Urinary tract infections. Does the smell really tell?

J Gerontol Nurs. 2004 Jun;30(6):4-9. doi: 10.3928/0098-9134-20040601-04.


Asymptomatic bacteriuria is considered a transient and benign condition in the geriatric population. Before a diagnosis of a urinary tract infection (UTI) can be made, symptoms and significant bacteriuria must be present. One of these symptoms is malodorous urine. Other symptoms of a UTI, typical in the younger population, have been found to be absent or misleading in the older adult population. Though early detection of UTIs improves outcomes, unnecessary laboratory tests are costly and time-consuming, and may encourage inappropriate antibiotic therapy. The purpose of this study was to determine if urine odor is an accurate predictor of a UTI in the older adult incontinent nursing home population. Ninety-seven recently wet incontinence pads of residents in six Midwestern nursing homes were evaluated for odor within 1 hour of voiding. These results were compared to microscopy and culture results of clean-catch urine samples from these individuals. Defining a UTI as either bacteriuria or bacteriuria and pyuria, using urine odor to identify a UTI resulted in error in one third of cases. Results of this study indicate smell of urine in incontinence pads may be an absent or misleading symptom for UTIs in elderly nursing home residents.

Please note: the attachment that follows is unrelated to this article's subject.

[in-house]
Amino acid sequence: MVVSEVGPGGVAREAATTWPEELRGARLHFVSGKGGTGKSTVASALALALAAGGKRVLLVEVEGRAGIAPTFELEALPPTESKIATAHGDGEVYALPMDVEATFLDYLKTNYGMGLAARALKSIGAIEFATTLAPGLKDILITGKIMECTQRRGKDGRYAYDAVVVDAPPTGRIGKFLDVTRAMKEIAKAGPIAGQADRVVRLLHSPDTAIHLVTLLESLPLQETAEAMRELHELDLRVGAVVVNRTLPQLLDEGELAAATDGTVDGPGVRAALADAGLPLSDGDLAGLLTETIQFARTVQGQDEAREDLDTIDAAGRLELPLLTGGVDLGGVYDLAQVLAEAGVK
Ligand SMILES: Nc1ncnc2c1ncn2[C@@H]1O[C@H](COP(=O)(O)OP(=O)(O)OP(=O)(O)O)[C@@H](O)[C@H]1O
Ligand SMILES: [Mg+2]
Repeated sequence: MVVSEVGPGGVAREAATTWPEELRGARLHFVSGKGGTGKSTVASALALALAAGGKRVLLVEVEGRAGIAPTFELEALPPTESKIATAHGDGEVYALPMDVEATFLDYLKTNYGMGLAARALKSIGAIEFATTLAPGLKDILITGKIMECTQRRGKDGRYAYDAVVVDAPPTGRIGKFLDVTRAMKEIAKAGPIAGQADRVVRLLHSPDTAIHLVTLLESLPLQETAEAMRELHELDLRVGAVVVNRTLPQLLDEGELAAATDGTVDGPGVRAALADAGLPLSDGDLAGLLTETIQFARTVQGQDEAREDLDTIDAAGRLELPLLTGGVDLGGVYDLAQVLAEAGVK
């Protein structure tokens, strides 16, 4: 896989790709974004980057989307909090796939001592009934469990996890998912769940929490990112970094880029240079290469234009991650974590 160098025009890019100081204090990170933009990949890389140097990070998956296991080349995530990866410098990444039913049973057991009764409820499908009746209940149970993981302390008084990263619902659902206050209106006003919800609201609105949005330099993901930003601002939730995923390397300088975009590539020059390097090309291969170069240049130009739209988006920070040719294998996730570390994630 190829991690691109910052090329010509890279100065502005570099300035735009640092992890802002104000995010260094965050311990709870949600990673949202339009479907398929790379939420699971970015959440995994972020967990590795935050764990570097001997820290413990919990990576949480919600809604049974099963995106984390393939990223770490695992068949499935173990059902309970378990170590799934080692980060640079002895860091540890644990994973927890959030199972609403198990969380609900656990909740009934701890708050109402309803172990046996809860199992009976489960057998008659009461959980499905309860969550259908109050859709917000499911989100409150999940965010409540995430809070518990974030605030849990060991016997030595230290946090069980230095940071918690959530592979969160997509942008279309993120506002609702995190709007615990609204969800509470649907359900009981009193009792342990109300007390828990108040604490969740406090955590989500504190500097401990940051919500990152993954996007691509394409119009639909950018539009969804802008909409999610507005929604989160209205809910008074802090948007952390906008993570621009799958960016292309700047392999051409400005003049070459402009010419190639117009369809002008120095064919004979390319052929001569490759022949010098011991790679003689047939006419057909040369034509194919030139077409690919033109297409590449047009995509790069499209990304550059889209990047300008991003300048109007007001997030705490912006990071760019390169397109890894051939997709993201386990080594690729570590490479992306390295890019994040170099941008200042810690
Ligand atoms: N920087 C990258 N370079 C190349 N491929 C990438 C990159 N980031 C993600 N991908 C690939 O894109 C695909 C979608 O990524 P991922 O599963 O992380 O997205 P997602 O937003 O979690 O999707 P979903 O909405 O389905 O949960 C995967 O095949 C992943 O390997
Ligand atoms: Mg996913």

Publication types

  • Comparative Study
  • Research Support, Non-U.S. Gov't

MeSH terms

  • Aged
  • Bacteriuria / diagnosis
  • Bacteriuria / nursing
  • Bacteriuria / urine
  • Humans
  • Nursing Homes
  • Odorants
  • Pyuria / diagnosis
  • Pyuria / microbiology
  • Pyuria / nursing
  • Pyuria / urine
  • Urinary Tract Infections / microbiology
  • Urinary Tract Infections / nursing*
  • Urinary Tract Infections / urine*
  • Urine / chemistry
  • Urine / microbiology